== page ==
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Tech Panacea for NPAs and Frauds

Sandeep Anandampillai, Co-Founder & CPO, Crediwatch feels that RBI’s directives for risk management coupled with cutting-edge technology could provide the silver lining for banks plagued by bad accounts and loan fraud 

 

 

As per the Reserve Bank of India’s (RBI) Financial Stability Report of July 2020, the gross NPA ratio of the scheduled commercial banks can grow significantly from 8.5% in March 2020 to 12.5% in March 2021.

 

Though Non Performing Assets (NPAs) have been written off by banks time and again, they continue to top the list of problems faced by financial institutions. Rising NPAs have also become a growing concern for India’s economy in recent years, threatening legitimate economic output, productivity, and jobs. Going forward, the key challenge for Indian Banks and NBFCs is to expand their credit portfolio while managing NPAs and retaining profitability. The problem of increasing NPAs in the country has put the banking industry and the lending market under immense pressure. Here, the RBI’s stringent policies have brought in some respite to the lending community. But the real game-changer will be the massive shifts in the tools of the trade, propelled by technology-led innovation.

 

The Tech Intervention

 

In 2017, the Reserve Bank of India (RBI) issued Master Directions for compliance to private and public banks and some financial institutions for monitoring their respective portfolios using the Early Warning Signals (EWS) framework. RBI and the Department of Financial Services (DFS) have defined a comprehensive framework, listing 42 and 83 signals, respectively, to be generated based on the data obtained from these sources. It is now mandatory for lenders to automate monitoring of the borrower’s health in real-time.

 

The emphasis from government authorities to share regulatory, tax and other relevant data vaults to the public has made the implementation of EWS possible in present-day banking. Besides, a rapidly transforming technology landscape has enabled ML-driven technology to sift through copious amounts of structured and unstructured data. Being on-alert round-the-clock allows machine learning algorithms to identify signs of distress on borrowers and classify them as Red Flagged Accounts (RFA).

 

How AI- and ML-powered technologies help

 

Most Indian business entities have scattered data points. Taken at scale, it amounts to more than 60 million MSMEs that have a negligible digital footprint. Monitoring them using traditional data points will not be sufficient to assess their risk factors. A holistic view of the borrower’s information from previously untapped sources or alternate data repositories becomes necessary. This data ranges from bank cash flow analysis, credit card usage patterns to non-banking related inputs such as utility bills, mobile or Wi-Fi bills, etc. of a business entity.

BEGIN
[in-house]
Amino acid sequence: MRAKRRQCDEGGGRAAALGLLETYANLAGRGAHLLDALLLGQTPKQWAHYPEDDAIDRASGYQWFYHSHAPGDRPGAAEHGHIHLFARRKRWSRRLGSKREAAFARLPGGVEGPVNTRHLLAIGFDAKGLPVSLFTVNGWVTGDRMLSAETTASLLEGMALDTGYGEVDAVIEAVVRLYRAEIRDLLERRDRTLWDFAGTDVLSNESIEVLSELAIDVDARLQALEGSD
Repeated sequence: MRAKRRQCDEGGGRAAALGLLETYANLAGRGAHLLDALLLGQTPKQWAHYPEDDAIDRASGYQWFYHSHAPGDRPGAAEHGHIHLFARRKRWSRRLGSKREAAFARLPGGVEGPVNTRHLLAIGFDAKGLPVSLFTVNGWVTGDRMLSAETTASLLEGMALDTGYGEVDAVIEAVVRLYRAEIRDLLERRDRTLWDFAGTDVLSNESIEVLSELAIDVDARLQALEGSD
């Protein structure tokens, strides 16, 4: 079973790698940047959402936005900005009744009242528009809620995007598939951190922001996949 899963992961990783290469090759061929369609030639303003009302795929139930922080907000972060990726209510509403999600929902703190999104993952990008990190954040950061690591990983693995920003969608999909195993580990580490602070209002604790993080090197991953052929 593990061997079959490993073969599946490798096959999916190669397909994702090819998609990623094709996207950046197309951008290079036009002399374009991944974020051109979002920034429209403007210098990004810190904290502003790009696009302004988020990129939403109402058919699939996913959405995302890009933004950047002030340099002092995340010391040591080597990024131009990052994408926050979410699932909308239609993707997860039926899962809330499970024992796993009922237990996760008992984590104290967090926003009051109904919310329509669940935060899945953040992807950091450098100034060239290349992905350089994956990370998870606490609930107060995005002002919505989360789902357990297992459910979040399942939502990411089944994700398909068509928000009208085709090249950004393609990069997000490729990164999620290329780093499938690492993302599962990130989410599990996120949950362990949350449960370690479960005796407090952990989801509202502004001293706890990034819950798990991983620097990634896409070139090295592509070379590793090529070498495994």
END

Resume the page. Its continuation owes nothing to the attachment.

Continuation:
Although such data sources may seem irrelevant at first glance, they provide deep insights into responsible behavior. This is in the same way that good academic credentials indicate an employee’s potential. Hence, automated EWS takes into account all these data points while eliminating the threat of bias, errors, and high costs of manually estimating the creditworthiness of long-tail MSMEs.

 

  1. The systems pick leading signals of distress 12-18 months before the threat materializes.
  2. They are useful for real-time fraud identification, improved compliance, prediction of fraud and pre-emptive measures, and leveraging dynamic datasets.
  3. AI and ML can also play a significant role in NPA resolution. The recent RBI guidelines on NPA resolution focus on the need for a ‘resolution plan’ for accounts in default. Lenders can use ML tools to develop more meaningful and specific resolution plans that would have a higher chance of success by learning from patterns in resolution based on historic strategies, customer segments, product types, and other factors. Collection efficiencies can also be streamlined by providing insights to collection channels on successful strategies.
  4. AI/ML algorithms are capable of detecting and preventing suspicious or malicious transactions, enabling a shift from detective to preventive credit risk monitoring.
  5. Natural Language Processing (NLP) models process unstructured data such as social media, news, and alternate data for sentiment analysis.
  6. As algorithms improve, ML-driven EWS suppresses false-positives by learning over time and setting thresholds at optimal levels, thereby issuing more accurate results.

 

Prolific data, automation, and process augmentation are expected to bring transparency in auditing. This will also reduce the fears around accountability in the minds of bank managers later in the life-cycle of the loan account. Strong policy backed with analytical technology in risk management solutions will be the frontrunner in bringing the NPA woes down and boosting growth in the economy.

 

 

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